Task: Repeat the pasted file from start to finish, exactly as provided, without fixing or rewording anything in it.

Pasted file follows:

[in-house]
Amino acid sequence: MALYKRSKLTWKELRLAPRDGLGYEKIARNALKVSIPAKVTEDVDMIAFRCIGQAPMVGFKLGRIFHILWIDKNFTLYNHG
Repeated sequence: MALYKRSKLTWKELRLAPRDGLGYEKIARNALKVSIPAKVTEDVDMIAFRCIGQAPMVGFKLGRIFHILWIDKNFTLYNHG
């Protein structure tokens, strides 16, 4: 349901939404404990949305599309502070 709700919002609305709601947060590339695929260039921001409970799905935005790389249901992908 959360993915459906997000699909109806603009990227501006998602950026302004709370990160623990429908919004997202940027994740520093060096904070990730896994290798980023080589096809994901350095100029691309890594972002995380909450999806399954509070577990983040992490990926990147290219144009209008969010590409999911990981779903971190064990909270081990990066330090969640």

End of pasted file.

[in-house]
Amino acid sequence: MALYKRSKLTWKELRLAPRDGLGYEKIARNALKVSIPAKVTEDVDMIAFRCIGQAPMVGFKLGRIFHILWIDKNFTLYNHG
Repeated sequence: MALYKRSKLTWKELRLAPRDGLGYEKIARNALKVSIPAKVTEDVDMIAFRCIGQAPMVGFKLGRIFHILWIDKNFTLYNHG
């Protein structure tokens, strides 16, 4: 349901939404404990949305599309502070 709700919002609305709601947060590339695929260039921001409970799905935005790389249901992908 959360993915459906997000699909109806603009990227501006998602950026302004709370990160623990429908919004997202940027994740520093060096904070990730896994290798980023080589096809994901350095100029691309890594972002995380909450999806399954509070577990983040992490990926990147290219144009209008969010590409999911990981779903971190064990909270081990990066330090969640």